The sedative was Kevadon, and the application to market it in America reached the new medical officer at the Food and Drug Administration in September 1960. The drug had already been sold to pregnant women in Europe for morning sickness, and the application seemed routine, ready for the rubber stamp.
But some data on the drug’s safety troubled Dr. Frances Oldham Kelsey, a former family doctor and teacher in South Dakota who had just taken the F.D.A. job in Washington, reviewing requests to license new drugs. She asked the manufacturer, the William S. Merrell Company of Cincinnati, for more information.
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Thus began a fateful test of wills. Merrell responded. Dr. Kelsey wanted more. Merrell complained to Dr. Kelsey’s bosses, calling her a petty bureaucrat. She persisted. On it went. But by late 1961, the terrible evidence was pouring in. The drug — better known by its generic name, thalidomide — was causing thousands of babies in Europe, Britain, Canada and the Middle East to be born with flipperlike arms and legs and other defects
During the whale hunt, the three-to-six metre (10-to-20 foot) sea mammals are driven by a flotilla of small boats into a bay or the mouth of a fjord before being killed by hand — a “grind” that many locals defend as a cultural right.
The whale meat and blubber are consumed by locals and considered delicacies. The timing of the killing depends on when the cetaceans are spotted offshore.
Whaling in the archipelago stretches back to the earliest Norse settlements more than 1,000 years ago and community-organized hunts date to at least the 16th century.
The Faroe Islands, situated between Norway, Iceland and Scotland, are home to just under 50,000 people and have been an autonomous Danish province since 1948.
Despite the Faroese autonomy, Sea Shepherd maintains “the Grind is just as much a Danish issue as it is a Faroese issue.”
This post was originally published on the Community site.
Continuing the trend of white men having a lot to say about women’s health care, three Republicans on the New Hampshire Executive Council removed state funding from New Hampshire’s Planned Parenthood on Wednesday over the objections of the state’s pro-choice governor, Maggie Hassan. This leaves thousands of their constituents at risk of losing vital services, and it makes New Hampshire one of the three states to remove funds from the organization this week.
(Voted to defund: Kenney, Sununu, Wheeler)
So how did this fairly obscure entity manage to override a sitting governor? The answer is rooted in New Hampshire’s longstanding distrust of centralized authority. The Executive Board, which arose out of the state constitution as a check on gubernatorial power, approves members of boards and commissions, judicial appointments, and state contracts. And, since all of the members of the Council are male, this effectively means that the only female Democratic governor has to share power with a bunch of dudes.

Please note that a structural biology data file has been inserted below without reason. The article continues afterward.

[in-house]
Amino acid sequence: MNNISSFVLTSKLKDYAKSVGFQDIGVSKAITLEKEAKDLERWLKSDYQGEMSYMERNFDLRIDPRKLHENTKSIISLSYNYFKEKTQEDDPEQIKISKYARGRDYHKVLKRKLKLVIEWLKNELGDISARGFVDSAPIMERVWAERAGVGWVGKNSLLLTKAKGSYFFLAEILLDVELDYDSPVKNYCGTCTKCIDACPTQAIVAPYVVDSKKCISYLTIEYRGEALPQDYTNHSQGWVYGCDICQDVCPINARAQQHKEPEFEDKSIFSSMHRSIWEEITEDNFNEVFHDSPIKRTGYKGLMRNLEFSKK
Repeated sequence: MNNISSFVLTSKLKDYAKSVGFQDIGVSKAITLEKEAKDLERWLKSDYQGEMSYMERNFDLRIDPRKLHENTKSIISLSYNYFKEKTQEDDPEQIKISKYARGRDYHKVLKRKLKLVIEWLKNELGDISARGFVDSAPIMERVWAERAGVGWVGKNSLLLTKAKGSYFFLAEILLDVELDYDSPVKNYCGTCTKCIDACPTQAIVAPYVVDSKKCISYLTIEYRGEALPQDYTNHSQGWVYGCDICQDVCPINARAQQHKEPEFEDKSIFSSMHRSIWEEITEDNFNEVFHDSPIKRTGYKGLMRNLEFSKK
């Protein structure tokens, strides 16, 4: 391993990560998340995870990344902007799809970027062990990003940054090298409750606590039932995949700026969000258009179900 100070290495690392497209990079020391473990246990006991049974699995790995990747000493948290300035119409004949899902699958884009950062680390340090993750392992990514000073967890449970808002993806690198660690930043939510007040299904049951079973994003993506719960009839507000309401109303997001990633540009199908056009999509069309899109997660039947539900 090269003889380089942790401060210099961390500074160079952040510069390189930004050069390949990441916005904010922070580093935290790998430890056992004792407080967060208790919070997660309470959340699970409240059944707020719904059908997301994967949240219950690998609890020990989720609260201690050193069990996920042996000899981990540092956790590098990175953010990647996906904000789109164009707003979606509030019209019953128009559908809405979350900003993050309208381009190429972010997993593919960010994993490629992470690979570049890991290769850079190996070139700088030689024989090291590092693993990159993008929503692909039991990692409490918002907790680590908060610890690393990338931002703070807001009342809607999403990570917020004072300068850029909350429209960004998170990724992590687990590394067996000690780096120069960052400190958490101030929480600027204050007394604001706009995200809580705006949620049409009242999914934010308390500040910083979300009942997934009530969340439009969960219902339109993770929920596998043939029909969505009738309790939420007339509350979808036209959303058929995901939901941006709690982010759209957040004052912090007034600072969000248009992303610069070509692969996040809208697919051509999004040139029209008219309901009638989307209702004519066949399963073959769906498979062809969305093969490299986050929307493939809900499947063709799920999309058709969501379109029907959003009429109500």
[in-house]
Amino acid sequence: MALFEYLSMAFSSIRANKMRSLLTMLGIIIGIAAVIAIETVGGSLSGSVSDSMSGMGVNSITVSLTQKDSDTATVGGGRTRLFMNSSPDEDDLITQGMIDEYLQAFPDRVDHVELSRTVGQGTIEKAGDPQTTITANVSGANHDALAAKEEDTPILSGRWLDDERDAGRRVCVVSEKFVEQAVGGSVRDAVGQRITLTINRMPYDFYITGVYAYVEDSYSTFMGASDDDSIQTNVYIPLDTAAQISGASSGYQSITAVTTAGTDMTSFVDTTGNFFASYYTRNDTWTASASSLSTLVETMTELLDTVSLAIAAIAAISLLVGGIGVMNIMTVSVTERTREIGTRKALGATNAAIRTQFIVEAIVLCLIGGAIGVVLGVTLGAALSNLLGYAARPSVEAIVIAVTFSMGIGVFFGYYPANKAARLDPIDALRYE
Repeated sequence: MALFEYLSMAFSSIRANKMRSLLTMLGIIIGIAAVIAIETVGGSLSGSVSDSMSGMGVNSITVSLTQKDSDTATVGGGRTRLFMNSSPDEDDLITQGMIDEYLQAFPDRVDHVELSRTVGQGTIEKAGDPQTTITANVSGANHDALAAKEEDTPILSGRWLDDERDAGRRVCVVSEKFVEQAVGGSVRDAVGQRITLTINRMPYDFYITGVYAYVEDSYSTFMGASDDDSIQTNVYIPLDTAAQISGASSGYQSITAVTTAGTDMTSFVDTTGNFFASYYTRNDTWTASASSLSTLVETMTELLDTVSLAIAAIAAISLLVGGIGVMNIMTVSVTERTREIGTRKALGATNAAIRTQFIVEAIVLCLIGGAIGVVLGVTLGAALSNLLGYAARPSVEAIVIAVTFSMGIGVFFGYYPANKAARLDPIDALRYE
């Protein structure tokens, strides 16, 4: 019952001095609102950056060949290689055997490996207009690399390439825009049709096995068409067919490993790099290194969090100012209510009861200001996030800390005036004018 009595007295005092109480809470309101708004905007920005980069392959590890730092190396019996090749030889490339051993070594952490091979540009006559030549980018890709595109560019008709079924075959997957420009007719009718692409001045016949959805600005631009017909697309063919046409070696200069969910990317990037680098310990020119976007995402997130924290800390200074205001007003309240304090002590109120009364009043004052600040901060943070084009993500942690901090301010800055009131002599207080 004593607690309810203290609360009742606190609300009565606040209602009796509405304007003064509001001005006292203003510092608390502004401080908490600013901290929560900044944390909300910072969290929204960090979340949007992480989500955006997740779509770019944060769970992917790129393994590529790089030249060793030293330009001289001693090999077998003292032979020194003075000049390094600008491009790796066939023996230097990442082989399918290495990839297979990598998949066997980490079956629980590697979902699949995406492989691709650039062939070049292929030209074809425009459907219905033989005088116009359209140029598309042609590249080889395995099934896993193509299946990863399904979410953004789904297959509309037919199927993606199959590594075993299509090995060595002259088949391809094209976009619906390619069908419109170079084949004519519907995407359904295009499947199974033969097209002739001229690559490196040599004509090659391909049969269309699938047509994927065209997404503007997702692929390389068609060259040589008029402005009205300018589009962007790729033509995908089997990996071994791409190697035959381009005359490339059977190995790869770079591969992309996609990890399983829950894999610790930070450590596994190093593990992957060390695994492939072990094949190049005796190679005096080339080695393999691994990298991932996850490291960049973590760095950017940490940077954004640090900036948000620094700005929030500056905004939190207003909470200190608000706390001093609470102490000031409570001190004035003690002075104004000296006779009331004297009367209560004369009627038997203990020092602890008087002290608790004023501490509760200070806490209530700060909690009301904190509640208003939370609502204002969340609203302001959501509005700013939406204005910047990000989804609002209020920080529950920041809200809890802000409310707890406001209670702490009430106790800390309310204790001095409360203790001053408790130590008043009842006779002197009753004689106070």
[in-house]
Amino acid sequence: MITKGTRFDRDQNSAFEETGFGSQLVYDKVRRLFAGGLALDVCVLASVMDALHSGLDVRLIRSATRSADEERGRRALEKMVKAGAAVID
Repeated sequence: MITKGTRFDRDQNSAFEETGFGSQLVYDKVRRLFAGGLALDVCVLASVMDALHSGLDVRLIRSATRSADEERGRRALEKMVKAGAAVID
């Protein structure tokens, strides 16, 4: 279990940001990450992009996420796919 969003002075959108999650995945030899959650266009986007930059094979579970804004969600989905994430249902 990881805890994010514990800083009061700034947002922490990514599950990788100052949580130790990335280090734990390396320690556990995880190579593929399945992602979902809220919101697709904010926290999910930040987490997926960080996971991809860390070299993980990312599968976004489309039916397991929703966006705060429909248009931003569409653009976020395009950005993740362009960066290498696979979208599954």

Three of these men are very concerned about the manufactured scandal that is Planned Parenthood legally donating fetal tissue. So following Governor Hassan’s refusal to honor demands for an investigation of Planned Parenthood of Northern New England’s fetal tissue donations (the entity doesn’t even participate in a voluntary tissue donation program), the Republican Councilors rejected a $640,000 contract that constitutes a third of the budget for the state’s five Planned Parenthood clinics.
While this move was ostensibly meant to eliminate Planned Parenthood’s ability to provide abortion services, the dollars from the general fund that were at issue were not being used for abortions. Instead, the actual effect of this decision will be the decimation of other services that Planned Parenthood provides such as birth control, health education, cancer screening, and STD testing and treatment.
Christopher Sununu, one of the councilors who voted to defund Planned Parenthood, summarized the stakes best on Wednesday:
“In my district — I represent about a quarter-million people —
“We are shocked by this act of incredible barbarity and violence and offer our heartfelt condolences to Niloy Neel’s wife and friends,” said Benjamin Ismaïl, the head of the Reporters Without Borders Asia-Pacific desk.
“He is the fourth secularist blogger to be murdered in Bangladesh, following Avijit Roy, Washiqur Rahman and Ananta Bijoy Das. How many more shocking murders will be needed before the authorities act? We have repeatedly urged the government to respond by taking concrete protective measures. And we have already said that their passivity is tantamount to giving a blank cheque to those responsible for these extremely violent crimes.”
Ismaïl added: “Today we would like to tell the authorities that, as well as sharing much of the blame for Neel’s murder, they must answer for their failure to bring those responsible for the murders of the other bloggers to justice. And we will keeping reminding them that the lack of protective measures is unacceptable.”
A member of the Shahbag movement, Neel criticized Islamic, Hindu and Buddhist fundamentalism in his blog posts. The holder of a master’s in philosophy from Dhaka University, he was described as a “free-thinker” by Asif Mohiuddin, a Bangladeshi blogger who found refuge in Germany after surviving a similar attack in 2013.